Here’s the “Reader’s Digest” version: It started early & ended late – much happened…
Here’s the FULL story. No matter what you design down on paper, it really doesn’t come to life till you drive the lot with the truck packed with cones. Basically you drive the way the course was drawn & yell out the back window the number of cones you want dropped. Then you walk around, set the cones in their relative positions & discuss/debate racing lines & curve/slalom apexes. There’s a lot to think about & to take into account. As an Eventmaster you have to have a thick skin, as all will critique the course & have their own opinion.
But the person whose opinion I trusted the most was Steve, the SASCA Safety Steward. He provide much good insight & autocross sense. Based on years of experience in autocross, he helped make my course both safe & with a good momentum flow. He’s also a very competitive autocross driver with his 2008 Mazdaspeed3.
Over the course of the morning, most of the comments I got related that it was a tight course, but challenging and fun nonetheless. The raw course times ranged in the 44 to 54 second range, depending on the car & who was driving it. Not bad since we were reduced to a smaller lot size to work with.
After lunch, the real challenge occurred. After only about the 4th car or so, the runs stopped. Karlino & I were oblivious, “hiding out” in the Miata-produced AC, trying to put a dent in the oppressive over 100 degree heat. I finally ventured out to see what happened. I noticed a yellow Honda S2000 had stopped at the far end of the lot, 1/2 way through the course. Apparently Hisham has lost a bolt or broke a hose & left an 18″ wide trail of lightly sprayed engine oil all along the first half of autocross course racing line!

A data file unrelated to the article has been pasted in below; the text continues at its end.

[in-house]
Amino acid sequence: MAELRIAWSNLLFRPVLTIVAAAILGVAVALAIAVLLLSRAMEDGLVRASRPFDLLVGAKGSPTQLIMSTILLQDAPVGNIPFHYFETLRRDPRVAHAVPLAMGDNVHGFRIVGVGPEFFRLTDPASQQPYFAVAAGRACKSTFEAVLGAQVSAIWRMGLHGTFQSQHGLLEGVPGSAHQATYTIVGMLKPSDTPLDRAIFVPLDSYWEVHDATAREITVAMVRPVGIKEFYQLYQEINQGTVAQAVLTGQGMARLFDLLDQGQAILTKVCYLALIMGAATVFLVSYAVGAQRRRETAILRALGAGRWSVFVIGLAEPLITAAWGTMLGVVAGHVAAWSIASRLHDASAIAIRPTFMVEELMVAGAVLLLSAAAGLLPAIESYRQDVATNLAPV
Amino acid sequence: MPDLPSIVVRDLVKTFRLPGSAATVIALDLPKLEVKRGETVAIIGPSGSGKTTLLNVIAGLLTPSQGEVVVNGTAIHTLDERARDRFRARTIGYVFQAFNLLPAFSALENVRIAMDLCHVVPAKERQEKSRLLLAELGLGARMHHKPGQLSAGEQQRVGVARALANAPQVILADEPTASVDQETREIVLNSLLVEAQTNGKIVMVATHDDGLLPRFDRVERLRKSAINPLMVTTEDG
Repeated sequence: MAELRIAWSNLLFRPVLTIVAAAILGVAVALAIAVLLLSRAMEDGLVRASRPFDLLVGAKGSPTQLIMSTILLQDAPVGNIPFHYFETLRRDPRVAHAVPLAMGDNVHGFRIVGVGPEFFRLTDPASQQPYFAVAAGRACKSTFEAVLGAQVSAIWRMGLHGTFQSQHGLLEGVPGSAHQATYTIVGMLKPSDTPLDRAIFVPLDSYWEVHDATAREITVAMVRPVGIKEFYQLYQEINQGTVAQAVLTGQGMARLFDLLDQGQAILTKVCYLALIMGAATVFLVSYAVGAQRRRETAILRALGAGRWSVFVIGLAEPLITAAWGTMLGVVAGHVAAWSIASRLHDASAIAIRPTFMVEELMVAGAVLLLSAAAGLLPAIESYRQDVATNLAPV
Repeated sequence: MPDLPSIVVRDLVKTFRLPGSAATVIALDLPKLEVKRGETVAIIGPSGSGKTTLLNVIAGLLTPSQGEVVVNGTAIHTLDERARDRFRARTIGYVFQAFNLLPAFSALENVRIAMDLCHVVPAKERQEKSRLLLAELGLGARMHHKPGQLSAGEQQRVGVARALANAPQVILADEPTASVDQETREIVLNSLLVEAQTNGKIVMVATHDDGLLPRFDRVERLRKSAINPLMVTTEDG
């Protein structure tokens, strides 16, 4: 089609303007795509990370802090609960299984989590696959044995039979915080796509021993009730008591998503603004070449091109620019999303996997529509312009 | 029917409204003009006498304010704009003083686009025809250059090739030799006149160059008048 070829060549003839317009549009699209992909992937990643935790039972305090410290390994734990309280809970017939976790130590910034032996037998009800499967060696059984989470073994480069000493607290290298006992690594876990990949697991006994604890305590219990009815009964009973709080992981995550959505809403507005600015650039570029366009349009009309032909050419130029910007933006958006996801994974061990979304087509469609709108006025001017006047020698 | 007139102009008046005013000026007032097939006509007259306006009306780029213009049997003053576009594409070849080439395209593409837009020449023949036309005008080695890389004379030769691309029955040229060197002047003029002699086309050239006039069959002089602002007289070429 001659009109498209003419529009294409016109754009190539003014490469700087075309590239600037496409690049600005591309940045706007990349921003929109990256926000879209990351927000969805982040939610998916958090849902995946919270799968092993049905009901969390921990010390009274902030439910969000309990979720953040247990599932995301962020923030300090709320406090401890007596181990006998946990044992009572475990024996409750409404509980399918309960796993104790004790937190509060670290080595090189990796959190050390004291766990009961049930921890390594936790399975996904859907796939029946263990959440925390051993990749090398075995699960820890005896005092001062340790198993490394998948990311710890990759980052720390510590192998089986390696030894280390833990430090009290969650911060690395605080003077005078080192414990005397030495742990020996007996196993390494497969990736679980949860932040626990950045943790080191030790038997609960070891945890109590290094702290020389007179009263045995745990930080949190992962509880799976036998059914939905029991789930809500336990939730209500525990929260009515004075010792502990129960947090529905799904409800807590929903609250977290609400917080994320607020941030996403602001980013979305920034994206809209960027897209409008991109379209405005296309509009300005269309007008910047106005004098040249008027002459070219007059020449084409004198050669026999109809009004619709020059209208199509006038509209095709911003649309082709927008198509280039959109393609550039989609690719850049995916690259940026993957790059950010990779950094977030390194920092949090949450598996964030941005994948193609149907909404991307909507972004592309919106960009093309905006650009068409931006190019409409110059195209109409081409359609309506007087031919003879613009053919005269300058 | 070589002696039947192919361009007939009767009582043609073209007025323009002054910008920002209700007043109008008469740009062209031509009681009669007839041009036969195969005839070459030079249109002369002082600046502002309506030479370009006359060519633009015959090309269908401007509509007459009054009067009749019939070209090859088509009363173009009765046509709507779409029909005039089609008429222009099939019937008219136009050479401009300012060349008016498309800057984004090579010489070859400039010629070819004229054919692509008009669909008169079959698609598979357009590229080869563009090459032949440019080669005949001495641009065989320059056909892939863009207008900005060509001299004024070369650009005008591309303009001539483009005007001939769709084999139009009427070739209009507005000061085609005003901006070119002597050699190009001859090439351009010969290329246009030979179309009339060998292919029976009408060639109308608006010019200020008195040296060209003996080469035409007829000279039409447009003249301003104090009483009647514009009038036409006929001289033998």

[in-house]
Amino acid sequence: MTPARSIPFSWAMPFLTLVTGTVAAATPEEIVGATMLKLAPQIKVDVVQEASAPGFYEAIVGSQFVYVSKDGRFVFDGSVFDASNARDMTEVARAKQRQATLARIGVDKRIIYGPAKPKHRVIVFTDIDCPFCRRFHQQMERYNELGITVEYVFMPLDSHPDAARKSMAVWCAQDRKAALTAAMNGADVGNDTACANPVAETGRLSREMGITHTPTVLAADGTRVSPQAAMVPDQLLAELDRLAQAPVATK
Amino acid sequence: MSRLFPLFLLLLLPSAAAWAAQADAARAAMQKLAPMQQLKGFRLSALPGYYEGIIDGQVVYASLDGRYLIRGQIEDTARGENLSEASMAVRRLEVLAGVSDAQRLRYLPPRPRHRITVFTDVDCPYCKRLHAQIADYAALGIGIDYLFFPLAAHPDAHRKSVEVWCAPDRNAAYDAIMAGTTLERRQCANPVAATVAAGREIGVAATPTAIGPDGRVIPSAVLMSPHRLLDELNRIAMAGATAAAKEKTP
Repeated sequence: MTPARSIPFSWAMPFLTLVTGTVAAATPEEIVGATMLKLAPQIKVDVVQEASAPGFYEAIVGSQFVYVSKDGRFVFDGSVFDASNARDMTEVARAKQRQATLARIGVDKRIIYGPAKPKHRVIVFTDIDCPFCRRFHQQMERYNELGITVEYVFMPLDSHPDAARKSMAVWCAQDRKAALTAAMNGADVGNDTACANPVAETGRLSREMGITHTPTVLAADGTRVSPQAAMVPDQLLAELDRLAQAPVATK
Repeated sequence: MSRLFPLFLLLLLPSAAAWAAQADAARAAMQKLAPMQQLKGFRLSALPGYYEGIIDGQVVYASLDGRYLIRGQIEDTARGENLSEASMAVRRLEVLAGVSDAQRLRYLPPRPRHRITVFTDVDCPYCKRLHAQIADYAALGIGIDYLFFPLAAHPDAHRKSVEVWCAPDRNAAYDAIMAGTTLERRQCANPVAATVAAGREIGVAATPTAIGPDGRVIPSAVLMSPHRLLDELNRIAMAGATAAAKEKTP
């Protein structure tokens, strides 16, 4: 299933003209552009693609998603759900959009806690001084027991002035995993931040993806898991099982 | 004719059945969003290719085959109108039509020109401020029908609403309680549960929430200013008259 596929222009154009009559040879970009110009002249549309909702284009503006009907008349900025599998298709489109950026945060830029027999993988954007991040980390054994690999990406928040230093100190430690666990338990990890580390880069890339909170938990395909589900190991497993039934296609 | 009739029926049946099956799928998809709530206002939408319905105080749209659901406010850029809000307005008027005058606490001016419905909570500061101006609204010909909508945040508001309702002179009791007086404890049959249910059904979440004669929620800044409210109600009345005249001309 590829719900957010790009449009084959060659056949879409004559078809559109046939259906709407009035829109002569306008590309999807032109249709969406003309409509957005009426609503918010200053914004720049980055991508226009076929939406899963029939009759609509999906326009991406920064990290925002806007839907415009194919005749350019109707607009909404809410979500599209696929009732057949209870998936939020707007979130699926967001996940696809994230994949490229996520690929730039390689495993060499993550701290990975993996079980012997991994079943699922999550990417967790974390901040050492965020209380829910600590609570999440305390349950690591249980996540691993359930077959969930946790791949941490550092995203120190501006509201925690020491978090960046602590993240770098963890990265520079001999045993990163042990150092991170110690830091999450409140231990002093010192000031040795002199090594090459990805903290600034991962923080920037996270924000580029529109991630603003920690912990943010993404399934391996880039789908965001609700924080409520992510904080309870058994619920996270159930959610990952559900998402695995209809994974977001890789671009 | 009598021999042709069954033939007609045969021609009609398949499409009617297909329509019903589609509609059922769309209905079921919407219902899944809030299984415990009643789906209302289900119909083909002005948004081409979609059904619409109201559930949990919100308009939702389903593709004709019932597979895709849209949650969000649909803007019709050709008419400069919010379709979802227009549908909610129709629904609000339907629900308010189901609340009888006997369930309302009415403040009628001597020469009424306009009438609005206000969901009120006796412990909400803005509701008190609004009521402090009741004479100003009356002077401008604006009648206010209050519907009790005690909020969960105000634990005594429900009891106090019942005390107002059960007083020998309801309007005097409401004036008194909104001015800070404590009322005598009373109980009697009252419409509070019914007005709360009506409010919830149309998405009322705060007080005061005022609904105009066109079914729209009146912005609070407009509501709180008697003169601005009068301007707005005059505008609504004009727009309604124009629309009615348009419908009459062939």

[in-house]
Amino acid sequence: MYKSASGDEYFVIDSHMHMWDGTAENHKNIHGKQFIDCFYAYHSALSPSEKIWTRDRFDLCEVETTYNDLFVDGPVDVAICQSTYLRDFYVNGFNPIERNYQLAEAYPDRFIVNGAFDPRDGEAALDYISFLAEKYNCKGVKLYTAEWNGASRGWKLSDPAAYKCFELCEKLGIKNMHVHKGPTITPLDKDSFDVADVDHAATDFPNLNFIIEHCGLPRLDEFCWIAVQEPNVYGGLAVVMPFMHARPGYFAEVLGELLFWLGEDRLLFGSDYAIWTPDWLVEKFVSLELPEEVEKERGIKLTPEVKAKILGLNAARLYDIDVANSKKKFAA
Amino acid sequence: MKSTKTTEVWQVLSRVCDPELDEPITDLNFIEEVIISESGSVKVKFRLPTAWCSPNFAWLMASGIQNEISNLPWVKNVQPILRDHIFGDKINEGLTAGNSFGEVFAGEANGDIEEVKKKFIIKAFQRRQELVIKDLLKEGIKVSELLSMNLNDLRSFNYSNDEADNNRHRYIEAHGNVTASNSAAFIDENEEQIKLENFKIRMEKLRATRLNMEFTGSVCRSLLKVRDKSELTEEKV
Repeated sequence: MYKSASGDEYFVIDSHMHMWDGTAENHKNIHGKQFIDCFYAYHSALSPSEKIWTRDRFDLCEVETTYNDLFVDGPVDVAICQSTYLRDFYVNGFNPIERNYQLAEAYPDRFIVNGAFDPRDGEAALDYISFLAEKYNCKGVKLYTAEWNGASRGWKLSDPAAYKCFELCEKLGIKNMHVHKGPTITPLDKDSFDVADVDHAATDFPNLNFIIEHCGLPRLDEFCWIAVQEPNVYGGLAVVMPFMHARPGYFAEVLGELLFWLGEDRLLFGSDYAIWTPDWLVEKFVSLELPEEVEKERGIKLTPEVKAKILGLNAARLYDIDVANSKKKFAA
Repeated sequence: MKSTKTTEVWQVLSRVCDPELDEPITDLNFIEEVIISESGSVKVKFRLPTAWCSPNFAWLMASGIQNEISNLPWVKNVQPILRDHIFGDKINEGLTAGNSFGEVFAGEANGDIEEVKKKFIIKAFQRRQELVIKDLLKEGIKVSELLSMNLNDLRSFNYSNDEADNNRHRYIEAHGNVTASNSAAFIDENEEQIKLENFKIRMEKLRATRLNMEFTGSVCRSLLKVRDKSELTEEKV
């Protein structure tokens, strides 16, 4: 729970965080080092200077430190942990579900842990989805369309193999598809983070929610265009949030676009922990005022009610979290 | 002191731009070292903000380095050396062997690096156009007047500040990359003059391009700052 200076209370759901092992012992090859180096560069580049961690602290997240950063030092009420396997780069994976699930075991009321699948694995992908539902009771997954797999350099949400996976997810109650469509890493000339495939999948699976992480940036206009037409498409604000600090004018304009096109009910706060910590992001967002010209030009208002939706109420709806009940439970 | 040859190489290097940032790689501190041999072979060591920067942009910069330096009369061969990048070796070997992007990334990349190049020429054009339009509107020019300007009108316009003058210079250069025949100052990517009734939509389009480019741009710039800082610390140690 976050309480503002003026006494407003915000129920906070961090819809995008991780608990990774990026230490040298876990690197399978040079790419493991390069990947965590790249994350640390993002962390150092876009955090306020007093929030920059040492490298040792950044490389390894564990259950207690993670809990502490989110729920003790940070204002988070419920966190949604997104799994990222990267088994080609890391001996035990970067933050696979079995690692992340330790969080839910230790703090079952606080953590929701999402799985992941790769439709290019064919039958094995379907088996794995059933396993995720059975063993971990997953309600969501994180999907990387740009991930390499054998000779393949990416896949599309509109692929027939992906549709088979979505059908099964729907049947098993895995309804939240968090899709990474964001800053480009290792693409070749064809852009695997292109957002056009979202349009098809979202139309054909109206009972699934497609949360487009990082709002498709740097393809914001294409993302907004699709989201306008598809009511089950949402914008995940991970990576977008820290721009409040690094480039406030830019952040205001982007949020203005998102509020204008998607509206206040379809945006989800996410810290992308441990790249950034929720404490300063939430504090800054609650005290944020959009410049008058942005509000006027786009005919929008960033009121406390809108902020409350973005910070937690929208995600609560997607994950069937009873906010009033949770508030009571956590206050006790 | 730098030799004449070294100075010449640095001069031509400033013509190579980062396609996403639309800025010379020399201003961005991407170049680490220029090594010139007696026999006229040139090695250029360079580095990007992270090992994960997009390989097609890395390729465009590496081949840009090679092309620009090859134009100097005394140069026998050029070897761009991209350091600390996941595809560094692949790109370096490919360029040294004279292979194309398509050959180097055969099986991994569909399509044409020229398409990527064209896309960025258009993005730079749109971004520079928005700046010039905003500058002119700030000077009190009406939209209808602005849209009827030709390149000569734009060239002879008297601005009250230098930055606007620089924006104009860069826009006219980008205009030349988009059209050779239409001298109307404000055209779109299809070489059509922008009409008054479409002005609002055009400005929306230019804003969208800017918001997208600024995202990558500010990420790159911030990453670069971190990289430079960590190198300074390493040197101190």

Steve conferred with me, advising that as Eventmaster I had to make a decision:
- Call it a day, and stop the autocross event
- Sprinkle kitty litter, absorb the oil as best as possible & sweep it up
- Move & redo the course by about 40′ plus
I went with option #3. In moving the course, and removing a couple of gates & superfluous cones, the racing line was a little faster & the course shorter by about 6 or more seconds. Since this was at least a 1/2 different course, the decision was made to make this a “Divisional In A Day” course. That is, the morning heat times would be considered the “Day 1” times & the afternoon heat would be those of “Day 2”. Thank goodness for AXWare Systems software to make all the variety of numbers (event results)more manageable.
Being Eventmaster requires you to stay till the end & assist (delegate) clean up. Once again, with the use of Craig’s Tundra 4X4, we went out to retrieve the now stacked cones, radios, fire extinguishers & safety flags. The last thing to do is consolidate all the “stuff” into the timing trailer, lock it up & hitch to the truck. We finally got out of there by about 5:30pm – an 11 hour day on site – Phew!
Racing Ready may consider doing more autocross Eventmaster stints…but when it’s cooler.